Squatters occupy land in Cabazon.

Drive up and down the streets in the little town of Cabazon visitors will likely discover, popping up between the sage brush and sand dunes, are motorhomes dotting the desert landscape.

Throughout many parts of the town in this unincorporated area of Riverside County, homeless men and women are parking their recreational vehicles on any open piece of land they can find as they seek a temporary place of permanence.

But property owners are taking exception to them, many referring to the homeless as squatters.

Longtime resident James Brock who has lived in Cabazon for nearly 23 years has noticed a significant uptick in squatters over the last three years.

The squatters that have set up residence, usually do so on undeveloped land with no utilities installed on the property.

“It is extremely unsanitary. No water. No electricity. They don’t have septic or anything,” says Brock who lives in the southeast part of Cabazon. “They are a health concern.”

During a recent Municipal Advisory Council meeting in Cabazon, homeowners were instructed to report the problem on the non-emergency line for the Sheriff’s Department and then make an online complaint with the county code enforcement department.

Reaching Riverside County Code Enforcement, which covers Cabazon and enforces municipal codes regulating living conditions, often times proves to be difficult.

According to county code enforcement, there is only one code enforcement officer assigned to cover an area spanning from Calimesa to Whitewater.

It may take him several hours, often times days, before he is able to respond to a complaint made by residents concerning the homeless RV encampments.

The problem with that, though, is code enforcement’s “involvement is only related to land use violations,” according to officials.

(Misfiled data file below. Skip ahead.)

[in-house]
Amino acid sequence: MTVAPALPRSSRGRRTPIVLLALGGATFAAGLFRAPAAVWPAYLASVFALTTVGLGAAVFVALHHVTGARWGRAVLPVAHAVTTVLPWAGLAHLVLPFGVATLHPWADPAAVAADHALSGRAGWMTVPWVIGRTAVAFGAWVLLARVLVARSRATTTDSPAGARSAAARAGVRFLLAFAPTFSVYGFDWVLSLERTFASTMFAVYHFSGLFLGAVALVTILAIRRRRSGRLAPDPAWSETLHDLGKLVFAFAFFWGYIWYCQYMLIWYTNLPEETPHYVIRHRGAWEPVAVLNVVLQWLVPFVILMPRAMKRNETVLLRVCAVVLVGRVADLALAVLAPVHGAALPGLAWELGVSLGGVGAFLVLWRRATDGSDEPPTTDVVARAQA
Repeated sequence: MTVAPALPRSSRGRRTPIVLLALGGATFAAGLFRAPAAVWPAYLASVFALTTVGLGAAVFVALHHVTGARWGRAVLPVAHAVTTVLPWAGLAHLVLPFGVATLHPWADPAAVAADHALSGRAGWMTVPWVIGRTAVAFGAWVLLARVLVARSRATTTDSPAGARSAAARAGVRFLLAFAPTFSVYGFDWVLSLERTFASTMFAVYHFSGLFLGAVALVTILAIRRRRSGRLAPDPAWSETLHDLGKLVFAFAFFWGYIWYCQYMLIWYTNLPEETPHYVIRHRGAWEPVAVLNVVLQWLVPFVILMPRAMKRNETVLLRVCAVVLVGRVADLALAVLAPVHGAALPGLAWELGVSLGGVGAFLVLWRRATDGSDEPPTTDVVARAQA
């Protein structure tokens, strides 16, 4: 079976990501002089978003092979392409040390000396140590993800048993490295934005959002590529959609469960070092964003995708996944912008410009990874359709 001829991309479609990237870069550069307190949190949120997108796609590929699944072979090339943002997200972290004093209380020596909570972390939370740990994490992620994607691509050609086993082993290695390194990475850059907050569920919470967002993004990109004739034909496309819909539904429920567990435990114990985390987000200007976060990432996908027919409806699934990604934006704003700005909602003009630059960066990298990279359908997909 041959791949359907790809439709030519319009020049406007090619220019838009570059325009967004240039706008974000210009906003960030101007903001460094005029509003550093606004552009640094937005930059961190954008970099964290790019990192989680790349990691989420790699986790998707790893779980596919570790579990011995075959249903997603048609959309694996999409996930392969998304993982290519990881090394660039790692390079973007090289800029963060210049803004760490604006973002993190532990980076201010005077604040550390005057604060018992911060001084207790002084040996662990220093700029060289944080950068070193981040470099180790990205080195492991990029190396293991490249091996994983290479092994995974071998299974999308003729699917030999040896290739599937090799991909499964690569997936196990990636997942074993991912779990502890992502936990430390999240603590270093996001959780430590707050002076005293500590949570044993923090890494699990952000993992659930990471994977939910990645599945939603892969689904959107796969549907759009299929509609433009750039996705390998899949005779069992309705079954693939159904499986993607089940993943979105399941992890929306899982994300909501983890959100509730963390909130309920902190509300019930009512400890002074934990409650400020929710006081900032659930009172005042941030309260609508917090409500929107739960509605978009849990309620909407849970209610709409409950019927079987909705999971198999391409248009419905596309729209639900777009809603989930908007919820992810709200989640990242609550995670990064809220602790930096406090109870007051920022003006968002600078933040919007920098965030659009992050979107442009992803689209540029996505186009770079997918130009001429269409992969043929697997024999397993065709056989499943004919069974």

Specifically, they would only cite for illegal dumping and abandoned vehicles, and have no jurisdiction in removing squatters and trespassers.

“The Sheriff’s Department is responsible for enforcing trespassing on private property,” says Brooke Federico, public information officer of Riverside County. “Code Enforcement doesn’t enforce trespassing.”

One of those who have taken up residence in Cabazon while living in a recreational vehicle is Jesse Kennedy.

He has set up a homestead in a vacant field on Bonita Street, which houses another motorhome that has two residents, and an abandoned trailer.

Kennedy has been there for nearly two months.

“I’m stuck,” he says lifting up his arms in despair.

He lost his truck in an accident and has been unable to pull his trailer ever since.

“This isn’t the way it is supposed to be,” he says.

He is trying to sell everything he has in order to get a truck and move his stuff.

The land that he is on is in the middle of a residentially zoned neighborhood.

Many who are living in their motorhomes have also taken up residence on similar sites that have no owner on record.

Just west of the Arrowhead bottling plant in a vacant lot of land that stretches for acres, several motorhomes are parked with a huge mound of garbage piled up right next to the campers.

Locals who are familiar with the site disdainfully refer to it as “Campland.”

Nobody, though, is sure how many people live there.

Getting the squatters removed from the land would be no simple feat.